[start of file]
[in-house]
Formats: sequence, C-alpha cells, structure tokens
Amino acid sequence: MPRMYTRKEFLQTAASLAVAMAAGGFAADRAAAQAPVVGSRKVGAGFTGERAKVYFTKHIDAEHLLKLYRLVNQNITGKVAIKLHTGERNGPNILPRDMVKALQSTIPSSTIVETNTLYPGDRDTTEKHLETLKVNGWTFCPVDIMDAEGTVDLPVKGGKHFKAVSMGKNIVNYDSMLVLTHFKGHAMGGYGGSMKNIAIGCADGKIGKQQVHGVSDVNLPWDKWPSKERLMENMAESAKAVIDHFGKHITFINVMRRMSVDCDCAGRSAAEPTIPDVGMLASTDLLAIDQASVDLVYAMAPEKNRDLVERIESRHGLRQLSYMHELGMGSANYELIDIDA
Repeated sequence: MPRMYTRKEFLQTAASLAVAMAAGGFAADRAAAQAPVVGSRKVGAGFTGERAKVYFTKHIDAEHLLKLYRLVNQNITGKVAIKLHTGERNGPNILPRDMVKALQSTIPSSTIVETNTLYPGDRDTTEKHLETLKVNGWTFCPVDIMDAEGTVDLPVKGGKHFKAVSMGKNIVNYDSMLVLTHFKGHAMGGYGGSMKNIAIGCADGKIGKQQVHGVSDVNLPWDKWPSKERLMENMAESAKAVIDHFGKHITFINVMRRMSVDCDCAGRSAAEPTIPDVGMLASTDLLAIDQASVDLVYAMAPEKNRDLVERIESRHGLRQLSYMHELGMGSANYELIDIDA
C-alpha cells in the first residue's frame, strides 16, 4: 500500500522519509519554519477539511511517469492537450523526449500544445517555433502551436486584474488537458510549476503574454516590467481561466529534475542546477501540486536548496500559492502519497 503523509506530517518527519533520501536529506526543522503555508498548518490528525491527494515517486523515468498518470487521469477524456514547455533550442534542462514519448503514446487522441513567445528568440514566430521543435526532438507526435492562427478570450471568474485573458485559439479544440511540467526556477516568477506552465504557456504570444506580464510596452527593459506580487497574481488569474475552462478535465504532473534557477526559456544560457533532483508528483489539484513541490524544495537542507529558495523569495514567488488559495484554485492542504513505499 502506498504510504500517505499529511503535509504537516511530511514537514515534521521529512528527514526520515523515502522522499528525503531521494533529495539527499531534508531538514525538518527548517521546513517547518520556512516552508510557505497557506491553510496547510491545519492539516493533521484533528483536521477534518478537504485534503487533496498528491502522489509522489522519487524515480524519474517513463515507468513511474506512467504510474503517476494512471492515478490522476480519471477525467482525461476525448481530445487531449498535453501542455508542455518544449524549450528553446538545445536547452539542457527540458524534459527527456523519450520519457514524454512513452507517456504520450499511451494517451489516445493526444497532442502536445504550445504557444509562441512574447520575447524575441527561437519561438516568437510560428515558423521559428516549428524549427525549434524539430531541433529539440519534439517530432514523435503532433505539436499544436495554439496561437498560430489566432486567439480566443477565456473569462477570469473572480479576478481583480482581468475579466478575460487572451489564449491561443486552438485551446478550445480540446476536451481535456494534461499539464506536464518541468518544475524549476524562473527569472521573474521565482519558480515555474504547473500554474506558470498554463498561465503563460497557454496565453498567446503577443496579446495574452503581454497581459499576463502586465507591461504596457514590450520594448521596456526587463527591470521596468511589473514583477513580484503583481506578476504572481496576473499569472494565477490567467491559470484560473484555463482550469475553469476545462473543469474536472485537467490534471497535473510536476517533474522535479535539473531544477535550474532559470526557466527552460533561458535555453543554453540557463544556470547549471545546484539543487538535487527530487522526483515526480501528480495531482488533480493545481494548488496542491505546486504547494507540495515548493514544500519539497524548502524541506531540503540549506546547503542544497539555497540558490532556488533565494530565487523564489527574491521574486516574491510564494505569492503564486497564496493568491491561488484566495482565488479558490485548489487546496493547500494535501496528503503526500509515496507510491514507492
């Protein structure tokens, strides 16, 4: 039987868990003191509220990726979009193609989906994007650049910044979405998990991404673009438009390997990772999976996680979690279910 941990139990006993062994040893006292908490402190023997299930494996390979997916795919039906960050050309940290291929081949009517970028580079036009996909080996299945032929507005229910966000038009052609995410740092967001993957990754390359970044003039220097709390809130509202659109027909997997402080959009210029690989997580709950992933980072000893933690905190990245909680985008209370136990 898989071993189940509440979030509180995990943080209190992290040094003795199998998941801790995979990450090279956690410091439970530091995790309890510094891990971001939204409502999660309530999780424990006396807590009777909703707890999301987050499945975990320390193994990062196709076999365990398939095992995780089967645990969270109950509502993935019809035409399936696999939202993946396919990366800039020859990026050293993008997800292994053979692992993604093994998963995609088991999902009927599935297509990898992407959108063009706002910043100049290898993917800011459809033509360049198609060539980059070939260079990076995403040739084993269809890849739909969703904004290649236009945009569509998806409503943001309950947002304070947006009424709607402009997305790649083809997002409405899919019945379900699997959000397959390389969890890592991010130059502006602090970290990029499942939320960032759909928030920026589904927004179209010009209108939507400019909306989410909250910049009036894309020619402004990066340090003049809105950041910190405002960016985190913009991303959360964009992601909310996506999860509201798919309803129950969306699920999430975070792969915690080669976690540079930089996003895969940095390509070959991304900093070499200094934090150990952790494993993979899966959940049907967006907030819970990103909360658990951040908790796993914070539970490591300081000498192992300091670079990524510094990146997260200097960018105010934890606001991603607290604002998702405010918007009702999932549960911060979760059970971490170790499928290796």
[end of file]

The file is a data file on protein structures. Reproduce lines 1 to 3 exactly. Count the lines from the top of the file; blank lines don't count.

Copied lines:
[in-house]
Formats: sequence, C-alpha cells, structure tokens
Amino acid sequence: MPRMYTRKEFLQTAASLAVAMAAGGFAADRAAAQAPVVGSRKVGAGFTGERAKVYFTKHIDAEHLLKLYRLVNQNITGKVAIKLHTGERNGPNILPRDMVKALQSTIPSSTIVETNTLYPGDRDTTEKHLETLKVNGWTFCPVDIMDAEGTVDLPVKGGKHFKAVSMGKNIVNYDSMLVLTHFKGHAMGGYGGSMKNIAIGCADGKIGKQQVHGVSDVNLPWDKWPSKERLMENMAESAKAVIDHFGKHITFINVMRRMSVDCDCAGRSAAEPTIPDVGMLASTDLLAIDQASVDLVYAMAPEKNRDLVERIESRHGLRQLSYMHELGMGSANYELIDIDA